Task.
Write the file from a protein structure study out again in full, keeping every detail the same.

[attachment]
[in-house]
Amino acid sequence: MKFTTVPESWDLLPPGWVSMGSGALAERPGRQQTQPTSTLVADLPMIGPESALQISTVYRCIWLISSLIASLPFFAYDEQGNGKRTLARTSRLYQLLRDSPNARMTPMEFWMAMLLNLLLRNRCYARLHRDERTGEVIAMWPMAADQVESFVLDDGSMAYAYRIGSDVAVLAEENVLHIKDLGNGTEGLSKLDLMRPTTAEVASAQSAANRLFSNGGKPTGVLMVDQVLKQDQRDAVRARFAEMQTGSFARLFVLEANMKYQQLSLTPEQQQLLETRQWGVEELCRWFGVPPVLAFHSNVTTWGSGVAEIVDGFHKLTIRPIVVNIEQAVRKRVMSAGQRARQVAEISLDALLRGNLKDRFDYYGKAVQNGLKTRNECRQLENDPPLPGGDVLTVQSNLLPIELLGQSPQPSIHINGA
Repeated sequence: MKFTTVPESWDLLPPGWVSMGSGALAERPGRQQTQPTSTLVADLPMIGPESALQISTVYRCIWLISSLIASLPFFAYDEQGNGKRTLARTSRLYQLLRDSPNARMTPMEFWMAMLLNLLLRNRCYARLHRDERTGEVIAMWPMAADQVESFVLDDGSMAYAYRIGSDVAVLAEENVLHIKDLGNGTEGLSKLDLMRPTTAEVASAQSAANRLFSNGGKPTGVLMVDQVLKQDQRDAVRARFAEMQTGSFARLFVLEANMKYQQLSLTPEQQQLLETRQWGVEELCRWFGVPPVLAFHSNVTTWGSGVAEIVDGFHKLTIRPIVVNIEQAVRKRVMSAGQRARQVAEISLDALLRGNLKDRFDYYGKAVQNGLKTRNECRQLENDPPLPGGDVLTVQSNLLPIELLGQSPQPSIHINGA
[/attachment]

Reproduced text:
[in-house]
Amino acid sequence: MKFTTVPESWDLLPPGWVSMGSGALAERPGRQQTQPTSTLVADLPMIGPESALQISTVYRCIWLISSLIASLPFFAYDEQGNGKRTLARTSRLYQLLRDSPNARMTPMEFWMAMLLNLLLRNRCYARLHRDERTGEVIAMWPMAADQVESFVLDDGSMAYAYRIGSDVAVLAEENVLHIKDLGNGTEGLSKLDLMRPTTAEVASAQSAANRLFSNGGKPTGVLMVDQVLKQDQRDAVRARFAEMQTGSFARLFVLEANMKYQQLSLTPEQQQLLETRQWGVEELCRWFGVPPVLAFHSNVTTWGSGVAEIVDGFHKLTIRPIVVNIEQAVRKRVMSAGQRARQVAEISLDALLRGNLKDRFDYYGKAVQNGLKTRNECRQLENDPPLPGGDVLTVQSNLLPIELLGQSPQPSIHINGA
Repeated sequence: MKFTTVPESWDLLPPGWVSMGSGALAERPGRQQTQPTSTLVADLPMIGPESALQISTVYRCIWLISSLIASLPFFAYDEQGNGKRTLARTSRLYQLLRDSPNARMTPMEFWMAMLLNLLLRNRCYARLHRDERTGEVIAMWPMAADQVESFVLDDGSMAYAYRIGSDVAVLAEENVLHIKDLGNGTEGLSKLDLMRPTTAEVASAQSAANRLFSNGGKPTGVLMVDQVLKQDQRDAVRARFAEMQTGSFARLFVLEANMKYQQLSLTPEQQQLLETRQWGVEELCRWFGVPPVLAFHSNVTTWGSGVAEIVDGFHKLTIRPIVVNIEQAVRKRVMSAGQRARQVAEISLDALLRGNLKDRFDYYGKAVQNGLKTRNECRQLENDPPLPGGDVLTVQSNLLPIELLGQSPQPSIHINGA